A Matter We Must Solve Ourselves

Whether settlements and outposts in Judea and Samaria are legal or illegal must be judged by the degree of their conformity with Israeli law.


By Moshe Arens

(A version of this column appeared in Haaretz on July 28, 2009.)

“The United States does not accept the legitimacy of continued Israeli settlements,” President Barack Obama declared in his speech in Cairo last month, and called into question the legality of Jewish settlements in Judea and Samaria. But in terms of international law, there is nothing illegal about Jewish settlements there. Although it has been claimed over and over again that the Israeli communities in the territories were established in violation of the 1949 Fourth Geneva Convention on the rules of war, a reading of that convention and an acquaintance with the history of Palestine since the Balfour Declaration and the League of Nations Mandate for Palestine, as well as with the circumstances of the occupation of Judea and Samaria by the Jordanian army in the years between 1948 and 1967, make it clear that that Geneva Convention is not applicable to Israel’s presence in these territories. None other than the late Eugene Rostow, a one-time dean of the Yale Law School, and under-secretary of state under president Lyndon Johnson, as well as one of the framers of UN Security Council Resolution 242 stated that the Jewish right of settlement west of the Jordan river is “unassailable.”

The policy of settlements in Judea and Samaria is therefore an internal Israeli matter, and should not be a subject for negotiations with the United States. Whatever commitments Ariel Sharon made to president George W. Bush, in order to prepare the groundwork for the disengagement from Gush Katif with the Israeli public, were ill-advised and not binding on another Israeli government that was elected on a platform of opposition to that disengagement. It is similarly true that Bush’s promise of American support for the idea of “settlement blocs” in Judea and Samaria, made as part of that arrangement, can hardly be viewed as a permanent commitment regarding U.S. policy in future years.

Whether settlements and outposts in Judea and Samaria are legal or illegal must be judged by the degree of their conformity with Israeli law. And from that point of view there is little doubt that some of those established in recent years were not established legally. It was the same Ariel Sharon who commissioned Talia Sasson of the Justice Ministry to prepare a report on the legal status of settlements and outposts in Judea and Samaria. As might have been suspected, and as Sharon surely knew before he saw the report, the Sasson report found that the Israeli government itself had funded the creation of Jewish settler outposts in Judea and Samaria that were illegal and in violation of stated government policy. One could have died laughing when Sasson, keeping a straight face, handed her report to the man who had been the architect of Jewish settlements and with little regard for the law had instructed settlers to establish themselves on any mountaintop that could be considered of strategic importance.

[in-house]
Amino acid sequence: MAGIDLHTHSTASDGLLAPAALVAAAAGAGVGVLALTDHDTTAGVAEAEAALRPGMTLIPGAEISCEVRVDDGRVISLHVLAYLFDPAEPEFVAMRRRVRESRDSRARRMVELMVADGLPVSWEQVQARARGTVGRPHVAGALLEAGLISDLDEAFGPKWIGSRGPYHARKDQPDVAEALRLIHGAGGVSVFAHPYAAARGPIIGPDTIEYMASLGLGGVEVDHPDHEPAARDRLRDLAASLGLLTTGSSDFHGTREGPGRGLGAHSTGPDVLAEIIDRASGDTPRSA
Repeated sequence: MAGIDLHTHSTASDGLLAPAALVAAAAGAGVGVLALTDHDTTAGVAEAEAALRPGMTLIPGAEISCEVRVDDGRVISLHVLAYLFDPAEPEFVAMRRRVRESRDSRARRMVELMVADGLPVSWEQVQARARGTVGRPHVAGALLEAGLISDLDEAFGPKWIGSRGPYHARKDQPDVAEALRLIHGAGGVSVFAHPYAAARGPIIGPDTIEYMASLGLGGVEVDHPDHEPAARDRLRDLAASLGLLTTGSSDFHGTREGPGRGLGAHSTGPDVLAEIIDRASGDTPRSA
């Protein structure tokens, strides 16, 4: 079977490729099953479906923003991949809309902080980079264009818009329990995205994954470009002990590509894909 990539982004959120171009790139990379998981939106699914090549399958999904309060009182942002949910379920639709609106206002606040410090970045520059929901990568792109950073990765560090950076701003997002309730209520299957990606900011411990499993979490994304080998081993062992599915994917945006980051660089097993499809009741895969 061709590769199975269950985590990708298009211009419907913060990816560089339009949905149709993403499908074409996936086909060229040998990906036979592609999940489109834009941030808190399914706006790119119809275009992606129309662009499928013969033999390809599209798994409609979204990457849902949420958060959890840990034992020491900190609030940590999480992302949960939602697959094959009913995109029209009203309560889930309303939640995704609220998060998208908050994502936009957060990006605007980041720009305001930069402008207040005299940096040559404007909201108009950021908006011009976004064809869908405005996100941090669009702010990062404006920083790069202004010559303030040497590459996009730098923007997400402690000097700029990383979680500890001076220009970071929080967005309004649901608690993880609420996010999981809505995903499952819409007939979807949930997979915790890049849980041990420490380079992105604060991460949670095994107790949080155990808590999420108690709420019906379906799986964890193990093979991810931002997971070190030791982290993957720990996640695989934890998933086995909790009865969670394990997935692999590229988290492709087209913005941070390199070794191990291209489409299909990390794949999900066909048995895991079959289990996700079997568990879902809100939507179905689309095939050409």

The fact is that over the years, successive Israeli governments have done almost nothing to enforce the law in this matter. Sharon, who thanked Sasson profusely for her work, also did nothing. What he subsequently did do was to order the uprooting of the settlements in Gush Katif and northern Samaria whose legal status was in no doubt at all, in blatant violation of the civil rights of the Israeli citizens who had been living there for many years.

A relatively large number of settlements and outposts in Judea and Samaria, some in existence for many years, lack a legal basis for their presence there. The forcible removal of so many illegal settlements now represents a serious, if not insurmountable, problem. This is a common problem whenever the authorities have been negligent in their enforcement of the law over many years. It is equally true for many illegal buildings put up over the years by the Palestinian population in Judea and Samaria, as well as for illegal building activity in Israel itself, especially in the Negev.

Under these circumstances, a reasonable government policy would be first to prevent the establishment of any new settlements or outposts that are in contravention of the law, while preparing a list of the illegal settlements in order of the date on which they were established, and dealing with the latest violators first.

Those young people who have established settlements and outposts illegally in Judea and Samaria, and who warn that they will resist the removal of any of those settlements, may be under the illusion that they are performing a great service for the Zionist cause. Actually they are causing it great harm, by creating the impression in the public mind that all settlements in Judea and Samaria have been established illegally.

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